Lockheed Martin, a global security and aerospace company based in Bethesda, is mainly engaged in the research, development, manufacture and upkeep of advanced technology systems, services and products. The company has now turned to augmented reality to build fighter jets. Engineers are using this technology at the factory where they are manufacturing the F-35. With the use of AR glasses and educational software which provides visuals in real time while the plane is being assembled, it is ensured that every part of the fighter jet is in the correct place.
Collaboration with NGRAIN
For the use of augmented reality, Lockheed is teaming up with NGRAIN, a company based in Vancouver, which creates software and claims that when combined with AR glasses, the software will let engineers work 30 percent faster and with up to 96 percent accuracy. Lockheed is now running a trial in which their employees are made to wear Epson Moverio BT-200 augmented reality glasses. These are transparent glasses and have a front-facing camera which uses depth and motion sensors to project images onto the working environment of the engineers.
For instance, when an engineer wearing the AR glasses, is setting up a brake element on the landing gear, he just has to look at the wheel through the glasses and he will be able to see description of every cable and bolt with ordered instructions about where each part has to be and also their part numbers.
How can Augmented Reality Help?
With the use of augmented reality on developing fighter jets, people who have minimum amount of training can easily take part in the manufacturing process and complete it successfully. This means, the cost and time for training is lessened. By seeing the instructions in front of their eyes they will be able to retain their knowledge in a much better way than just by reading manuals or listening to classroom instructions.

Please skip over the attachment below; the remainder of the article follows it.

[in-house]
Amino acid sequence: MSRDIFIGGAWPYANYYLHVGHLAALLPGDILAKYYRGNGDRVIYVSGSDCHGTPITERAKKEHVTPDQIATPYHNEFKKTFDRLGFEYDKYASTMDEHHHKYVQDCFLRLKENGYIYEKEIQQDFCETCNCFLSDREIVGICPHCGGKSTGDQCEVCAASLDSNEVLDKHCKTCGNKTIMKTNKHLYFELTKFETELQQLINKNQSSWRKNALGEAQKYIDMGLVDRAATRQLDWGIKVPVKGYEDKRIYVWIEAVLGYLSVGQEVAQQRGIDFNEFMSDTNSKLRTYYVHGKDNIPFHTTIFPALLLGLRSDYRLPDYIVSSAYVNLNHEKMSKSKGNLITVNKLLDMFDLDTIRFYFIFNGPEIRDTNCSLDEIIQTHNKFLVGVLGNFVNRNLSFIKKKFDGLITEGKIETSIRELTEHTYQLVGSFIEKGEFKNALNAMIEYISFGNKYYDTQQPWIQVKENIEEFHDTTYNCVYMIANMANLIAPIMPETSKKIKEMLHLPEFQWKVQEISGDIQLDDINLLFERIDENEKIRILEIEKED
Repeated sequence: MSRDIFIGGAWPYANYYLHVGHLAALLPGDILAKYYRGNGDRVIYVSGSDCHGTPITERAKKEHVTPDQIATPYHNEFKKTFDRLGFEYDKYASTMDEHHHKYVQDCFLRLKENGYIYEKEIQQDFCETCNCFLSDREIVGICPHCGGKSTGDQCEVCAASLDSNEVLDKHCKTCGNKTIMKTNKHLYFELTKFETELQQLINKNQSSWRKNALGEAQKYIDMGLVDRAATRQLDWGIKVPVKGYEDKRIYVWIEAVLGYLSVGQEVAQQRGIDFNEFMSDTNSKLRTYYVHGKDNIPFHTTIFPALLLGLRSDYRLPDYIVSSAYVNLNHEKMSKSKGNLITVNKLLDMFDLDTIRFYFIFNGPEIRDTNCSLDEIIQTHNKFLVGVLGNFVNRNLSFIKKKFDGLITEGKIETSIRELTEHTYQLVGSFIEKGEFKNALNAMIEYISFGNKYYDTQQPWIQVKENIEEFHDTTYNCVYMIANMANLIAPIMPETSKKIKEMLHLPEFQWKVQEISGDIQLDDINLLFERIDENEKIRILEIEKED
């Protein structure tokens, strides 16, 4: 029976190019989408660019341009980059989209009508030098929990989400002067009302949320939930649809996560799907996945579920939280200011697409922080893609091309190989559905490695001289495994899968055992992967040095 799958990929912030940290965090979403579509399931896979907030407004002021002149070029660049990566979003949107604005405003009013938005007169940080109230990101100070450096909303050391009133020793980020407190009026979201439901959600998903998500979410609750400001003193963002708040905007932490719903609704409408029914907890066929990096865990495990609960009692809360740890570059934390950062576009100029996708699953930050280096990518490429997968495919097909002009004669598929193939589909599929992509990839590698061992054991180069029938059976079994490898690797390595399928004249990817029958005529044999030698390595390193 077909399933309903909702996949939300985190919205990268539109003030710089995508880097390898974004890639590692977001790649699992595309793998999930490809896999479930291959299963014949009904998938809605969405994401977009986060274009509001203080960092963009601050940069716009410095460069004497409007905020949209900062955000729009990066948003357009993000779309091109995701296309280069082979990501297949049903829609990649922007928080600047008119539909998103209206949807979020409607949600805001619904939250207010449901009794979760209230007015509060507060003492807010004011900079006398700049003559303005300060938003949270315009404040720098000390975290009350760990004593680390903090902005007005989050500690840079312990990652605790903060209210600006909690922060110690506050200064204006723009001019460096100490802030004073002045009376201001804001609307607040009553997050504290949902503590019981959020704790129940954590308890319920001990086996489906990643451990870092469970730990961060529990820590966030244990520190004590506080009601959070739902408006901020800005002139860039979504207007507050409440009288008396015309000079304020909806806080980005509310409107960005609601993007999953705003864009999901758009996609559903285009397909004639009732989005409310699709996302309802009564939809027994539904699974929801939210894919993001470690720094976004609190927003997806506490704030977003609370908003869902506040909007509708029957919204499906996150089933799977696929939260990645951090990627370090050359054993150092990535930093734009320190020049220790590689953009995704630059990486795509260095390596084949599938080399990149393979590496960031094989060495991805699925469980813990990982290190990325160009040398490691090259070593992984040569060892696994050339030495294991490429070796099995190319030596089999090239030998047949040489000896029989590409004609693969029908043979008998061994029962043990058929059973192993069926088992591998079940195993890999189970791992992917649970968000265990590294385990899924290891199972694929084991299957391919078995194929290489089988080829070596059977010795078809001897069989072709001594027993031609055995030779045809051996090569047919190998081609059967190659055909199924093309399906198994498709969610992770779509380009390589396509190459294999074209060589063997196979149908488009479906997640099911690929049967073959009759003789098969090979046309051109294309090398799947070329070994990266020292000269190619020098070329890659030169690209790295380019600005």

Barry Po, director of product management at NGRAIN says “[It’s] the difference is between passively observing and actively doing.”
The repair process is also increased with the use of AR. The AR system is developed on tablet software that NGRAIN created for Lockheed to change the pen-and-paper notation. With this system, engineers were able to interpret a 3D model of the plane prior to the repair. This increased the repair process from days to hours.
Right now, the Epson Moverio glasses are still in trial mode in the factory floor of Lockheed. However, it will be difficult to use this technology in military bases where the technicians of Lockheed handle repairs to keep the jets ready for battles. This is because the military doesn’t allow the use of cameras on the bases.
Despite the rules, it is expected that augmented reality will be used in the manufacturing of fighter jet planes.
What do you think?
Do you think with the use of augmented reality glasses for manufacturing process will become easier? In what other ways can AR glasses be used? Share your views in the comments below.
Image Source – paper.li
Article Source – popularmechanics.com